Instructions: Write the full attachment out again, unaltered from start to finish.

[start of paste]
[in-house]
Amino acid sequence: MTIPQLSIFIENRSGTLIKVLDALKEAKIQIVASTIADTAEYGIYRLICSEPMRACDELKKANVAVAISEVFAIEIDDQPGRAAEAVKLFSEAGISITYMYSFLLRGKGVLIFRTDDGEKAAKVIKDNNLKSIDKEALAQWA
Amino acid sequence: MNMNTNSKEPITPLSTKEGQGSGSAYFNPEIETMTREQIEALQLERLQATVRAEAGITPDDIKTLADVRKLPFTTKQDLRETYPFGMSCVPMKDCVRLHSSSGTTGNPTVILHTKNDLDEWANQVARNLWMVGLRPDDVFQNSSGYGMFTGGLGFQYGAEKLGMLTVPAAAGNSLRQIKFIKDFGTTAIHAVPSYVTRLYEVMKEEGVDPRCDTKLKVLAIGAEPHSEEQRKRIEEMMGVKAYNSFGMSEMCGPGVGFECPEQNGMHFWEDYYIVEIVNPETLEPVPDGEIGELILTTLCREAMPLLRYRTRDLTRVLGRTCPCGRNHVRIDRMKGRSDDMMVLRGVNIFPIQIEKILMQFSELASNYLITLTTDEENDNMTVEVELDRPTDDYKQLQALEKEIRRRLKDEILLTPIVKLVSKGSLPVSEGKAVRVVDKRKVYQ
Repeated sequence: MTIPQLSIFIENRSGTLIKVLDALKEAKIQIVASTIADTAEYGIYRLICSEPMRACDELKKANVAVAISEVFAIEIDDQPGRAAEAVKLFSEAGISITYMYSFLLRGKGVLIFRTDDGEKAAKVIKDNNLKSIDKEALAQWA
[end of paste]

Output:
[in-house]
Amino acid sequence: MTIPQLSIFIENRSGTLIKVLDALKEAKIQIVASTIADTAEYGIYRLICSEPMRACDELKKANVAVAISEVFAIEIDDQPGRAAEAVKLFSEAGISITYMYSFLLRGKGVLIFRTDDGEKAAKVIKDNNLKSIDKEALAQWA
Amino acid sequence: MNMNTNSKEPITPLSTKEGQGSGSAYFNPEIETMTREQIEALQLERLQATVRAEAGITPDDIKTLADVRKLPFTTKQDLRETYPFGMSCVPMKDCVRLHSSSGTTGNPTVILHTKNDLDEWANQVARNLWMVGLRPDDVFQNSSGYGMFTGGLGFQYGAEKLGMLTVPAAAGNSLRQIKFIKDFGTTAIHAVPSYVTRLYEVMKEEGVDPRCDTKLKVLAIGAEPHSEEQRKRIEEMMGVKAYNSFGMSEMCGPGVGFECPEQNGMHFWEDYYIVEIVNPETLEPVPDGEIGELILTTLCREAMPLLRYRTRDLTRVLGRTCPCGRNHVRIDRMKGRSDDMMVLRGVNIFPIQIEKILMQFSELASNYLITLTTDEENDNMTVEVELDRPTDDYKQLQALEKEIRRRLKDEILLTPIVKLVSKGSLPVSEGKAVRVVDKRKVYQ
Repeated sequence: MTIPQLSIFIENRSGTLIKVLDALKEAKIQIVASTIADTAEYGIYRLICSEPMRACDELKKANVAVAISEVFAIEIDDQPGRAAEAVKLFSEAGISITYMYSFLLRGKGVLIFRTDDGEKAAKVIKDNNLKSIDKEALAQWA